Cold War Era
If you served during the Cold War era—anytime between 1945 and 1991—you may be at risk of certain health conditions. Learn about these conditions and what to do next to take care of your health.
What health risks should I know about related to service during the Cold War era?
You may be at risk of illnesses or injuries caused by contact with:
- Radiation: A type of radiation exposure from atmospheric and underground nuclear weapons tests
- Mustard gas: An odorless poisonous gas used in military tests in the 1940s
- Herbicides: Agent Orange and other herbicides used in Vietnam and tested or stored in other locations
- Occupational (job-related) hazards: Chemicals, paints, radiation, and other hazards you may have come in contact with through your military job
- Noise: Harmful sounds from guns, explosives, rockets, heavy weapons, jets and aircraft, and machinery that can cause or contribute to hearing loss and tinnitus (ringing in the ears)
You may also be at risk of illnesses caused by contact with hazards found in certain projects and locations, such as:
- Projects 112 or Shipboard Hazard and Defense (SHAD): Military tests of chemical and biological warfare materials that took place in the 1960s to early 1970s
- The Atsugi Waste Incinerator: Combustion waste disposal that burned industrial and medical waste
- The Edgewood/Aberdeen Experiments: Classified medical studies of low-dose chemical agents conducted from 1955 to 1975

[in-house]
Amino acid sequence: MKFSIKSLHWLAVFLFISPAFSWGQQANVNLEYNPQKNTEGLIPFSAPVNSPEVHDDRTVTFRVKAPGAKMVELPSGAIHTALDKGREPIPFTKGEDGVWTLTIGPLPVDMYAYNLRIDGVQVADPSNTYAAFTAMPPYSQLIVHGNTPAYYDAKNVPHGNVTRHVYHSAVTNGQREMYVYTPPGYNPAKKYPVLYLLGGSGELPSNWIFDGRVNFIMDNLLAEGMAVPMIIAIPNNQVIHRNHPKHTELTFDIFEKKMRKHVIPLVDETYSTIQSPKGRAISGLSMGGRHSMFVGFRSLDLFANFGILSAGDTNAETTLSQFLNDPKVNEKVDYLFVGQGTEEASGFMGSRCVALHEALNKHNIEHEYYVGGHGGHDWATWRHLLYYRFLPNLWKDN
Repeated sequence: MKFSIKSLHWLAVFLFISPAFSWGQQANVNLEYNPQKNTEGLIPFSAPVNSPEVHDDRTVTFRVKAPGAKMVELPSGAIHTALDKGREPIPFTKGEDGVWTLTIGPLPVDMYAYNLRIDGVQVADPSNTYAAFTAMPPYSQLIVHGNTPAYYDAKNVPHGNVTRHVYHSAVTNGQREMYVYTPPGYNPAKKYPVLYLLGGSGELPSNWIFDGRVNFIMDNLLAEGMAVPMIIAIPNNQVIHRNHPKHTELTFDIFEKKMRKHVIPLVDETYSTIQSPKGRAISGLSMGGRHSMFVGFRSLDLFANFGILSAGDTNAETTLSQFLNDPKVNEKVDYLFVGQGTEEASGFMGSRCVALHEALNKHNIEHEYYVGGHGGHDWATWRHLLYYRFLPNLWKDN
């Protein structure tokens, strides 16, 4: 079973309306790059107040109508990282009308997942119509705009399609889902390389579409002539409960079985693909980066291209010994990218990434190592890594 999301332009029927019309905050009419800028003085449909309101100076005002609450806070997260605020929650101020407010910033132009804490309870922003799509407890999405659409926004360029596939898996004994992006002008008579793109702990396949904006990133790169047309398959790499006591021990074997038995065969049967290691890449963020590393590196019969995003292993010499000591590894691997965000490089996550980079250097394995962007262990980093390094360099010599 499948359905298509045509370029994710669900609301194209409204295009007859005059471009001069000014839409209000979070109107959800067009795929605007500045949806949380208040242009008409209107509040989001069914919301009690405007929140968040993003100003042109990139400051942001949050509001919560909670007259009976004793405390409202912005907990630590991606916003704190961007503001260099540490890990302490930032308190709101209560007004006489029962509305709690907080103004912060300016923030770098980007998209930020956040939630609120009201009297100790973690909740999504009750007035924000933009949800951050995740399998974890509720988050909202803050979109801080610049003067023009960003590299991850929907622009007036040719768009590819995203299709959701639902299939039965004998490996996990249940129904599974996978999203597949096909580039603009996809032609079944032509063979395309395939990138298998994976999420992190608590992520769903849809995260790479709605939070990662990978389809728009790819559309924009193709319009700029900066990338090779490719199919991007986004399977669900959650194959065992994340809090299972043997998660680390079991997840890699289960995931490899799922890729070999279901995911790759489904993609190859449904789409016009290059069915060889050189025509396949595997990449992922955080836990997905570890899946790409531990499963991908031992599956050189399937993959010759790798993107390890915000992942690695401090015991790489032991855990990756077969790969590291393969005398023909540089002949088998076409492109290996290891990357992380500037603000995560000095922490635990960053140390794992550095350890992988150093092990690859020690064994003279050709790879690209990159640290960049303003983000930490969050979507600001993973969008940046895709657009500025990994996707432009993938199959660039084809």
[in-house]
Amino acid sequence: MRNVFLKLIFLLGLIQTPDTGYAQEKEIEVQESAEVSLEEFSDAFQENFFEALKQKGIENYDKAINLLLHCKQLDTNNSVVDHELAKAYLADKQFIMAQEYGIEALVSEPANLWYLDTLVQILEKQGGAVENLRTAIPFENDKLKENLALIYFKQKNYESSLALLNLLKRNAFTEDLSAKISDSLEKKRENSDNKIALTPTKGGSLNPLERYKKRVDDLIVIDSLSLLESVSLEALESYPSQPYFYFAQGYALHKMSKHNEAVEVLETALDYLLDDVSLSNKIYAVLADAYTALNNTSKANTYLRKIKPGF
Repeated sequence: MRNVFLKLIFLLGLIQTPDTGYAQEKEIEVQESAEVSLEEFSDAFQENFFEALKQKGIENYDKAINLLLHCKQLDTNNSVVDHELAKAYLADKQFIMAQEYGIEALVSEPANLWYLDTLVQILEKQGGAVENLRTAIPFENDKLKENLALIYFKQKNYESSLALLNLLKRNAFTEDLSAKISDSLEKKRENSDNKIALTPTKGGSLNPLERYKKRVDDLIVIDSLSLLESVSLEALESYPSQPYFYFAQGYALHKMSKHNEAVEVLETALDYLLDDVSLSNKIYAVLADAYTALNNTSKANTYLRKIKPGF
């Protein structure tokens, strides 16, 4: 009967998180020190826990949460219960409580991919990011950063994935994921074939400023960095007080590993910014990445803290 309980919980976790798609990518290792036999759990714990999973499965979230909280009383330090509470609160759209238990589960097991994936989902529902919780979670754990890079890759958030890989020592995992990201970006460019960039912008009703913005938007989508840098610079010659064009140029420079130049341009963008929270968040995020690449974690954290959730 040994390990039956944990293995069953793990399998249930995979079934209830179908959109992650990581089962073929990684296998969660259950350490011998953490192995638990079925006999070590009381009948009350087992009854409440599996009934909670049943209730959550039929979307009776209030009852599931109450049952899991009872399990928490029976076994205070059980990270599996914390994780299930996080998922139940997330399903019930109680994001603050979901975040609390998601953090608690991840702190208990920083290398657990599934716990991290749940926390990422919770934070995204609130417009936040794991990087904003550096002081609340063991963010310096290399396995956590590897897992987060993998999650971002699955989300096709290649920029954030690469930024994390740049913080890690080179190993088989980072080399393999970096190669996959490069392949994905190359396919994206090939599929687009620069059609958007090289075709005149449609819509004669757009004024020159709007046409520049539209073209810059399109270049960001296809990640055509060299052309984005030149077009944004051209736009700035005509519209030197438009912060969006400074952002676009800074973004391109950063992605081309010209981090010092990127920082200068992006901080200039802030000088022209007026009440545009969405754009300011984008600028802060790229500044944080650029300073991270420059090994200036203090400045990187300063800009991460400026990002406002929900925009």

- Camp Lejeune and Marine Corps Air Station (MCAS) New River: Sites of contaminated drinking water from August 1953 through December 1987
- Fort McClellan: Site of possible exposure to low levels of radioactive compounds and chemical warfare agents (mustard gas and nerve agents) and airborne polychlorinated biphenyls (PCBs)
What should I do now?
Take these steps to make sure you’re taking care of your health:
Talk to your primary health care provider or your local VA environmental health coordinator about any health concerns related to your military service. Find your local VA environmental health coordinator.
Ask your local VA environmental health coordinator about getting a free Ionizing Radiation Registry health exam. Learn more about the Ionizing Radiation Registry health exam.
Find out if you can get disability compensation (monthly payments) and other benefits if you have an illness or injury caused—or made worse—by your active-duty service. See if you qualify for disability benefits due to contact with hazardous materials.